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Hun Sen calls for calm political campaign season

THE PHNOM PENH POST/ANN – Cambodian Prime Minister Hun Sen has called on all sides to make sure the upcoming commune council election campaigns go smoothly, urging calm and the preservation of public order – without threats and violence.

Speaking at the April 20 launch ceremony of Phase IV of the Flood Prevention and Drainage Improvement project in Phnom Penh, Hun Sen said he would not be joining in campaign activities for the elections as he was due to attend the World Economic Forum in Davos, Switzerland, as chair of ASEAN.

He added that he had trusted the candidates and leadership of the ruling Cambodian People’s Party (CPP) to launch the election campaign, and called on all polling stations to make sure that voters could cast their ballots freely for any of the 17 parties contesting the election.

“I will not be available to campaign, and I want to make it clear that there will be no violence in the election process, whether physical or verbal.

“A neutral atmosphere is necessary at this stage of conducting campaign activities, so authorities at all levels must ensure that all of the parties that are contesting the ballot are treated equally,” he said.

Grassroots Democratic Party members take part in a parade in Cambodia. PHOTO: PHNOM PENH POST

He emphasised that the CPP and non-ruling parties shared the same rights. Neutrality from the civil administration in the election would keep the atmosphere calm and free of violence. This contest will decide future administrations, at the grassroots level, he added.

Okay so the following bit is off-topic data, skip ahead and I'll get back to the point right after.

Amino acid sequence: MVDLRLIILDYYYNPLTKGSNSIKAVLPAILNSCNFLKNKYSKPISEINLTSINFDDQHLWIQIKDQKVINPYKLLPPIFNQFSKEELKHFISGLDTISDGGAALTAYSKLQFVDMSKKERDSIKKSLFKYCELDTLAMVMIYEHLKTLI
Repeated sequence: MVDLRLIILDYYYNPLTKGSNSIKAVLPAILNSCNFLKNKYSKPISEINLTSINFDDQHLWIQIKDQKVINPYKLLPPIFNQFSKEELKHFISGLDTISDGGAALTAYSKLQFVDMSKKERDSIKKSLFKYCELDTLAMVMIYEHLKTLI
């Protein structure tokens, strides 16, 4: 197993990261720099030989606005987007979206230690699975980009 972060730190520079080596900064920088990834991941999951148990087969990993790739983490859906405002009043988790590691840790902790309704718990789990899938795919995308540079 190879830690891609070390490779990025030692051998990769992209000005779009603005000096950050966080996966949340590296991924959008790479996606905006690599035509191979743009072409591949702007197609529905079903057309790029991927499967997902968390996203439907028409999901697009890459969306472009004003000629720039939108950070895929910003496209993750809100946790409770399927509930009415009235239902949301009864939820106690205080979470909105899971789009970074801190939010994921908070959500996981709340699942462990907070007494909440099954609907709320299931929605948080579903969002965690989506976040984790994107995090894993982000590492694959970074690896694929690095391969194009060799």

CPP spokesman Sok Eysan told The Post on April 20 that despite the absence of one or two leaders, the party’s campaign and election processes would still move forward without any hindrance because the CPP Standing Committee consisted of more than 30 leaders.

He said the party had always followed the legal principles, procedures and rules as mandated by the National Election Committee (NEC) to make sure elections took place safely and fairly, according to the wishes of the public.

“The political environment, both now and in the past, it is not unusual for there to be violations or threats and I understand that, it is just the rhetoric of politicians. Anyone who breaches the regulations must be held accountable before the law, and there is no argument about that,” he said.

Grassroots Democratic Party (GDP) spokesman Loek Sothea welcomed the premier’s calls, saying the remarks ensured transparency and fairness, and would avert violence in the election process. Verbal and non-verbal violence are the starting point of division, so if parties can avoid these actions and work together, it would provide a good example to the public, he said.

“GDP has clear-cut principles. Among them is the principle of non-violence. We strongly oppose the use of all forms of violence. Our goal is to gain popularity and come to power without the use of violence,” he said.

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